Whole lobster

Discussion in 'Food & Cooking' started by rpooley, Feb 8, 2017.

  1. rpooley

    rpooley

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    So, Valentine's Day is coming up, which in our house means "The St. Valentine's Day Massacre"  a.k.a. cooked whole lobster.

    We usually steam it with lots of garlic butter, pasta and a simple green like asparagus or broccoli.

    I was curious what some folks favorite whole lobster recipes might be?  Especially any broiling favorites?

    We always buy live and the lobsters are dispatched on premises, either boiling water or knife split.

    Feel the love.
     
  2. millionsknives

    millionsknives

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    This is my way-  Split them in half down the middle with a heavy cleaver.  Helps if they are in the freezer 10-15 min to make them sluggish.  They will squirm...   Grill on indirect heat to get them cooked like 90% done.  Brush on some miso butter or whatever compound butter you like,   grill hard direct to get some color.

     
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  3. millionsknives

    millionsknives

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    Maybe my favorite way to do lobster now is to reduce lobster stock in a wok for sauce add some aromatics and some fermented goodness like miso.   Crazy how fast you can reduce stock in a wok

     
  4. rpooley

    rpooley

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    @MillionsKnives   Nice!  What's your favorite usage for the roe/tomalley in another dish if you don't eat it with the lobster?

    Stuck with the broiler.  No grill.  :(

    I've done Jasper White's pan roasted lobster but haven't quite found a broiled whole recipe.  I have no problem splitting.  Did 14 grilled lobsters for a family barbecue once.

    The only thing about broiling is that I always feel the tail is either overcooked or the claws underdone.  I guess some dismembering is going to be the rule.

     
     
  5. rpooley

    rpooley

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    Does anyone here do a knife kill to the head before boiling/steaming?  I've read it helps the meat stay a little more tender and probably is more humane.
     
  6. cheflayne

    cheflayne

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    Yes, I even go so far as to rub them behind their head before using the knife. Might sound silly, but it actually helps to calm them down and lull them into a calm state.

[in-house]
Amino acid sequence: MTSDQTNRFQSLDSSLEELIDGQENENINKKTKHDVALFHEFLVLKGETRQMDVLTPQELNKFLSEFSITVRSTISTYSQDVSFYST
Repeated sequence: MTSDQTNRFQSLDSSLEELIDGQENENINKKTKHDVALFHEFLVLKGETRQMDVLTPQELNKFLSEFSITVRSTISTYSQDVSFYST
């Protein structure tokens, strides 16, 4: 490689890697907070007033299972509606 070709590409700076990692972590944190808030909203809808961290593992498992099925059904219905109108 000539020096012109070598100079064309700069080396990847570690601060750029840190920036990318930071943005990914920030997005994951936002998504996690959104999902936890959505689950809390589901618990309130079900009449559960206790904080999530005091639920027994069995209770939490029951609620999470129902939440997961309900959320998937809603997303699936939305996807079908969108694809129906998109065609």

I learned this years ago when I worked at a place with a live lobster tank in the entrance by the hostess stand. Needless to say I have transported a fair amount of live lobsters across a crowded dining room in my day.

    I believe that meat that is calm, as opposed to stressed, before the final act, makes for a more tender result. It also helps me to feel that I am being more humane and respectful of the gift, I believe that being respectful of the gift is translated through the cooking process and shows up in the final product.

    My karmic input for the day :~)
     
  7. jake t buds

    jake t buds

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    Yes. Kill quickly as possible and humanely before dropping into a vat of boiling water. I know I'd like it that way. . . 

    Agree with cheflayne in regard to karma and tenderness, as well.

    Its the way we should feel about any other living being we've sacrificed for our sustenance. 
     
  8. rpooley

    rpooley

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    I totally get the karmic input.  I read a chef who once said it was important for even "non-cooks" (whatever that means) to make lobster once in a while, to remember what they are spared everytime they eat animal that someone else has prepared.

    I explain to the kids how important it is to be as respectful and humane as possible, and to use as much of the animal as possible.
     
    Last edited: Feb 14, 2017
  9. rpooley

    rpooley

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    Something I hadn't thought of - when you kill the lobster with a knife, should the liquid be saved for the stock?
     
  10. chrislehrer

    chrislehrer

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    Thread's a bit old, but...

    yes. Save it.

    Incidentally, for broiled whole: blanch or steam the whole lobsters just until the flesh firms and pulls away from the shell, but leaving the interior raw. Split the lobsters lengthwise (saving the juice etc. of course). Do whatever you're going to do for stuffing -- bread, butter, herbs, whatever -- then broil until the top is sizzling, and it'll be just done and moist.
     
  11. chrislehrer

    chrislehrer

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    While we're on the subject, I wonder what people think of this.

    I was considering doing broiled lobsters with an herb butter. To make the butter, I thought I'd put butter, lots of chervil, some tarragon and parsley, a little white wine, and a little miso into a processor. Adjust salt as necessary.

    I am thinking of using white (Saikyo) miso, which to me has a very faintly vanilla taste; I know vanilla goes well with lobster, and I think it also goes well with anise flavors such as chervil and tarragon.

    Opinions?

    (Trick is, I'm serving this to my mother-in-law, who has Celiac and cannot get anywhere near gluten products.)
     
  12. rpooley

    rpooley

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    I think as long as the vanilla taste is faint.  No one wants lobster ice cream.
     
  13. chrislehrer

    chrislehrer

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    S
    Speak for yourself!! 😜